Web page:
However, it is important that users understand the trade-offs involved with the use of biometrics. Primary among these is that no biometric system is foolproof. This is true not just on Android, but across all operating systems, form-factors, and technologies. For example, a face biometric implementation might be fooled by family members who resemble the user or a 3D mask of the user. A fingerprint biometric implementation could potentially be bypassed by a spoof made from latent fingerprints of the user. Although anti-spoofing or Presentation Attack Detection (PAD) technologies have been actively developed to mitigate such spoofing attacks, they are mitigations, not preventions.

One effort that Android has made to mitigate the potential risk of using biometrics is the lockdown mode introduced in Android P. Android users can use this feature to temporarily disable biometrics, together with Smart Lock (for example, Trusted Places and Trusted Devices) as well as notifications on the lock screen, when they feel the need to do so.

To use the lockdown mode, users first need to set up a primary authentication modality and then enable it in settings. The exact setting where the lockdown mode can be enabled varies by device models, and on a Google Pixel 4 device it is under Settings > Display > Lock screen > Show lockdown option. Once enabled, users can trigger the lockdown mode by holding the power button and then clicking the Lockdown icon on the power menu. A device in lockdown mode will return to the non-lockdown state after a primary authentication modality (such as a PIN, pattern, or password) is used to unlock the device.

BiometricPrompt - New APIs

In order for developers to benefit from the security guarantee provided by Android biometrics and to easily integrate biometric authentication into their apps to better protect sensitive user data, we introduced the BiometricPrompt APIs in Android P.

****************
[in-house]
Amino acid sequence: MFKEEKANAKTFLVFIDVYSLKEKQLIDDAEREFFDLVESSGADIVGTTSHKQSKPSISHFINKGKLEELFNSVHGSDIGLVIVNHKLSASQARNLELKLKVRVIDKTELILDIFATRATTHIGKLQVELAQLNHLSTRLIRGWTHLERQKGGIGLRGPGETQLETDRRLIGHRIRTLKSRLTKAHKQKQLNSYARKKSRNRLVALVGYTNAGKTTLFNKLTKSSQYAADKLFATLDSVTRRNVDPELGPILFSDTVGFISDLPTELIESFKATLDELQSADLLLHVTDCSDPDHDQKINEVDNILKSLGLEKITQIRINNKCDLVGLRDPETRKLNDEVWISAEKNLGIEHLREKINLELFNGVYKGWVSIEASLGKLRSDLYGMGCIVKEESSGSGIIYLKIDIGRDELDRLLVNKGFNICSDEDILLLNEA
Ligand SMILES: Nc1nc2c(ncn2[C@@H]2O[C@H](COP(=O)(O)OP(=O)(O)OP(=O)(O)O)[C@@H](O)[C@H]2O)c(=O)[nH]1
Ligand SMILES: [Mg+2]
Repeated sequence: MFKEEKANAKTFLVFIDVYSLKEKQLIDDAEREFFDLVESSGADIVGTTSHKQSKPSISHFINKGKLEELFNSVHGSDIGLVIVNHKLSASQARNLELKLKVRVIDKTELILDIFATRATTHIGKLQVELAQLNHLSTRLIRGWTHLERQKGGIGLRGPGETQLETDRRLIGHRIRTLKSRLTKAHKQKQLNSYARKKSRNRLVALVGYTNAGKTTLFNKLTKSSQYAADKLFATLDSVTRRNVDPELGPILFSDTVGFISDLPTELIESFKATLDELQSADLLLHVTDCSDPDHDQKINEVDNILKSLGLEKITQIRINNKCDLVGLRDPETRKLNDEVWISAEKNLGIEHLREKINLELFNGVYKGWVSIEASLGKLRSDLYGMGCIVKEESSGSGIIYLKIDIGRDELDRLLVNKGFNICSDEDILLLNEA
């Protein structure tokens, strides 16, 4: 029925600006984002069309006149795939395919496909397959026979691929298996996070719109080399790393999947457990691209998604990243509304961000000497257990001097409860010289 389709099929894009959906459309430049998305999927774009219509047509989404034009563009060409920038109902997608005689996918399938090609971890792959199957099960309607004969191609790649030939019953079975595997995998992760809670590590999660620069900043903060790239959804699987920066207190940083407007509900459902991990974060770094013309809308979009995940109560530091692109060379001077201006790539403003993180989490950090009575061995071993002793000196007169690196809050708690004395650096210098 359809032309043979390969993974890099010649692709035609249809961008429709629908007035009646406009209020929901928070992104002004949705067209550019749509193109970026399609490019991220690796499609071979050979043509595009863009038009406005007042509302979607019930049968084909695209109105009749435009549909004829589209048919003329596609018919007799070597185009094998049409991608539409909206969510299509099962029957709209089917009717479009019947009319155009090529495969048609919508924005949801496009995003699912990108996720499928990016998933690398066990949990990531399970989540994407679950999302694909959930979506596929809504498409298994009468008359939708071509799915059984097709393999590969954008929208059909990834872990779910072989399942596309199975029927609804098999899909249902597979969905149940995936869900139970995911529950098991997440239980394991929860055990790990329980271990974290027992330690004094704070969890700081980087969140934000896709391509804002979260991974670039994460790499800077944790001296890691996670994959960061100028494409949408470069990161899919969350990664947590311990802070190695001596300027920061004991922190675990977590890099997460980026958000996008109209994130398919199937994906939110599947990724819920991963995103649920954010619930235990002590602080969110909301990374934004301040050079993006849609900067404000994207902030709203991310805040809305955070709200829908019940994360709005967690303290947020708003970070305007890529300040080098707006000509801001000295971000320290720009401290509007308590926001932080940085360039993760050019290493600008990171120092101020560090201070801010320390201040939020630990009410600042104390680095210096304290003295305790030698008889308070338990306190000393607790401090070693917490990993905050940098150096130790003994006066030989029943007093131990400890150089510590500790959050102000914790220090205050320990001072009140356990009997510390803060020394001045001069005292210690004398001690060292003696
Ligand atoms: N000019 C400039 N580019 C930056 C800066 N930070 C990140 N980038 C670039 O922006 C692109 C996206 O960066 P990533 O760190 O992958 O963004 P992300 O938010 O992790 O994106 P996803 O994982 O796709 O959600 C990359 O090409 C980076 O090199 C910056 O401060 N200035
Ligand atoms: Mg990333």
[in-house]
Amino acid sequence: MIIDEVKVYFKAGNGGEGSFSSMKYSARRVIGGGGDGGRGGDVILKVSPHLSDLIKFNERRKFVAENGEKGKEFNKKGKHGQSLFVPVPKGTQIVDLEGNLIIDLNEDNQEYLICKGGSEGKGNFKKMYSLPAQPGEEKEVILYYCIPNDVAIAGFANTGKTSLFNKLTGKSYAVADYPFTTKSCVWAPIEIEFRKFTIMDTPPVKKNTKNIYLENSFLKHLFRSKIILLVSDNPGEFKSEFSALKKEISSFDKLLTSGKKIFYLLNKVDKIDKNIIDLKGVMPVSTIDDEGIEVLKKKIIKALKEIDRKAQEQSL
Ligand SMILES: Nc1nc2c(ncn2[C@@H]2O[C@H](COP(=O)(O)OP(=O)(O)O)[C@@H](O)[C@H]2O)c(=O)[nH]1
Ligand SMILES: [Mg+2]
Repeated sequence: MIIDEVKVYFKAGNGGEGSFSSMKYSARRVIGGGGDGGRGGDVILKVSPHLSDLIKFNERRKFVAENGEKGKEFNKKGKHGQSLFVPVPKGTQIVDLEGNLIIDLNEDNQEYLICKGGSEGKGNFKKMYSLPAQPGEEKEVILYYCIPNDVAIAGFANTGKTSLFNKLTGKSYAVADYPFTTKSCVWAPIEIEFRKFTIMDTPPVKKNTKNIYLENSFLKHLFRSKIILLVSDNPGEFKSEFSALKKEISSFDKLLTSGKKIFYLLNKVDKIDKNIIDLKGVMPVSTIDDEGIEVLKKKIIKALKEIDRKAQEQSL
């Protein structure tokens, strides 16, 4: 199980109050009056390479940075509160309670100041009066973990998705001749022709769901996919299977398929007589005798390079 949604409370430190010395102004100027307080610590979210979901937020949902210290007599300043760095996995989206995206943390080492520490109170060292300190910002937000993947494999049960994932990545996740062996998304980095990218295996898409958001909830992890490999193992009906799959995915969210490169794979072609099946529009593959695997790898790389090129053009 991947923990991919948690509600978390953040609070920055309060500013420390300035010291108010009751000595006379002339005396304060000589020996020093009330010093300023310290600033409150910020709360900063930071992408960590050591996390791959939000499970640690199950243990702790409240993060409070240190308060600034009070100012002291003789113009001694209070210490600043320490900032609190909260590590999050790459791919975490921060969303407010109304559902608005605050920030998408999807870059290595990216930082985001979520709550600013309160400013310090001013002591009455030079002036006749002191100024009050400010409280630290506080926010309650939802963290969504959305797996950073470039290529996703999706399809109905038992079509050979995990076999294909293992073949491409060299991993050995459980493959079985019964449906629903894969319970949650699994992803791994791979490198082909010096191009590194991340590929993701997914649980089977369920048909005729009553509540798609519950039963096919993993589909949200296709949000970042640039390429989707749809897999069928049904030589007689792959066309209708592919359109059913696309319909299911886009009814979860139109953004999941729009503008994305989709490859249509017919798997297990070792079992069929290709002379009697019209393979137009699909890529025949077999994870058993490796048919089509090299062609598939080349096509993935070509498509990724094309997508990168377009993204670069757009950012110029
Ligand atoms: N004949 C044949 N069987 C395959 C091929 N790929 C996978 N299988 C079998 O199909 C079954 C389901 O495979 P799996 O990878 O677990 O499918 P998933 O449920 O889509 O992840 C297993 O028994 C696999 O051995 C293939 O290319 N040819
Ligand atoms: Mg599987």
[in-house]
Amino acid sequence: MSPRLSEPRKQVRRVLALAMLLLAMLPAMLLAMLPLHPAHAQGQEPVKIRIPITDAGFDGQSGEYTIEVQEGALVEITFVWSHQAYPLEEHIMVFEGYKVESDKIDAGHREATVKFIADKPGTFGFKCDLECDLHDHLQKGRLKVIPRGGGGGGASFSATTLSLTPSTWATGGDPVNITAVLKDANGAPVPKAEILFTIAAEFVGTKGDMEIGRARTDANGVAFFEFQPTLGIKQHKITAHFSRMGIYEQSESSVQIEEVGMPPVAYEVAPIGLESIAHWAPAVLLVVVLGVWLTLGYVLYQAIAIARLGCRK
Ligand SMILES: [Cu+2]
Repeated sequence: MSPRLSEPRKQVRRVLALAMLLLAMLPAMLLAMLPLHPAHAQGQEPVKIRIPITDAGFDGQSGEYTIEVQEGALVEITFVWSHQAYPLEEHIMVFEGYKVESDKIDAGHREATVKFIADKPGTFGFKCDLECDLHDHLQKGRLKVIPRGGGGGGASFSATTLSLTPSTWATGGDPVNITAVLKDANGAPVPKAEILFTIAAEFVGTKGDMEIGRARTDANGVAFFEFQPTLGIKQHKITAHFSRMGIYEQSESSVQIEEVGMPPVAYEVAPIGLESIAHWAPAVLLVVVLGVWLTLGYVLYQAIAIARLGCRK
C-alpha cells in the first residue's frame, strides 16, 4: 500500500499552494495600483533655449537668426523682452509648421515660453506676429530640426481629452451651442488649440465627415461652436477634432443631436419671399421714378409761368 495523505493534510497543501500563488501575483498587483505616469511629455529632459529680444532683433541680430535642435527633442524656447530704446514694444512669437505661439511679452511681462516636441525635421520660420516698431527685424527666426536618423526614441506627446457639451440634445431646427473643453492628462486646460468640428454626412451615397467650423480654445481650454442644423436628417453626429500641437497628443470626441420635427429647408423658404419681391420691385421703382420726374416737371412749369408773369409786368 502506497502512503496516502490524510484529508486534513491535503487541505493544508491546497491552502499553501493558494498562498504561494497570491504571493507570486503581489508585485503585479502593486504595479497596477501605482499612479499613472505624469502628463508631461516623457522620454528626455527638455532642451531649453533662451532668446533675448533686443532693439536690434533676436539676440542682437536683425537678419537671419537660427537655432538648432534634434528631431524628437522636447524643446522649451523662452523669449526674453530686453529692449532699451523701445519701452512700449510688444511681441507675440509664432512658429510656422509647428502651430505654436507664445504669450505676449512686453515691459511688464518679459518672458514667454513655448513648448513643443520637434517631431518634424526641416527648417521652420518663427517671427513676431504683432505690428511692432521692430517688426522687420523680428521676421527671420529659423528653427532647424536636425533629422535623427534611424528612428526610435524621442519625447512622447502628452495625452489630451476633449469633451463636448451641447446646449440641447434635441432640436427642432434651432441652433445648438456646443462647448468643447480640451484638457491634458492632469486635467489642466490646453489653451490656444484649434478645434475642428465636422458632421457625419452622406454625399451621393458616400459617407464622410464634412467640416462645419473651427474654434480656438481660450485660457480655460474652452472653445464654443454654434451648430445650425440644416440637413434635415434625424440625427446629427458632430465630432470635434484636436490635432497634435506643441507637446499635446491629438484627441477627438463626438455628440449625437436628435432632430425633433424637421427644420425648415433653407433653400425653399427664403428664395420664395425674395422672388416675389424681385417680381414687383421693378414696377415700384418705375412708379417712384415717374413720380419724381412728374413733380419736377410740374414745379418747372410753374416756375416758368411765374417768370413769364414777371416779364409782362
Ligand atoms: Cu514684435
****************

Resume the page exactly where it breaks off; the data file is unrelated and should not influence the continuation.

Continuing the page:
There are several benefits of using the BiometricPrompt APIs. Most importantly, these APIs allow app developers to target biometrics in a modality-agnostic way across different Android devices (that is, BiometricPrompt can be used as a single integration point for various biometric modalities supported on devices), while controlling the security guarantees that the authentication needs to provide (such as requiring Class 3 or Class 2 biometrics, with device credential as a fallback). In this way, it helps protect app data with a second layer of defenses (in addition to the lockscreen) and in turn respects the sensitivity of user data. Furthermore, BiometricPrompt provides a persistent UI with customization options for certain information (for example, title and description), offering a consistent user experience across biometric modalities and across Android devices.

As shown in the following architecture diagram, apps can integrate with biometrics on Android devices through either the framework API or the support library (that is, androidx.biometric for backward compatibility). One thing to note is that FingerprintManager is deprecated because developers are encouraged to migrate to BiometricPrompt for modality-agnostic authentications.

Improvements to BiometricPrompt

Android 10 introduced the BiometricManager class that developers can use to query the availability of biometric authentication and included fingerprint and face authentication integration for BiometricPrompt.

In Android 11, we introduce new features such as the BiometricManager.Authenticators interface which allows developers to specify the authentication types accepted by their apps, as well as additional support for auth-per-use keys within the BiometricPrompt class.

More details can be found in the Android 11 preview and Android Biometrics documentation. Read more about BiometricPrompt API usage in our blog post Using BiometricPrompt with CryptoObject: How and Why and our codelab Login with Biometrics on Android.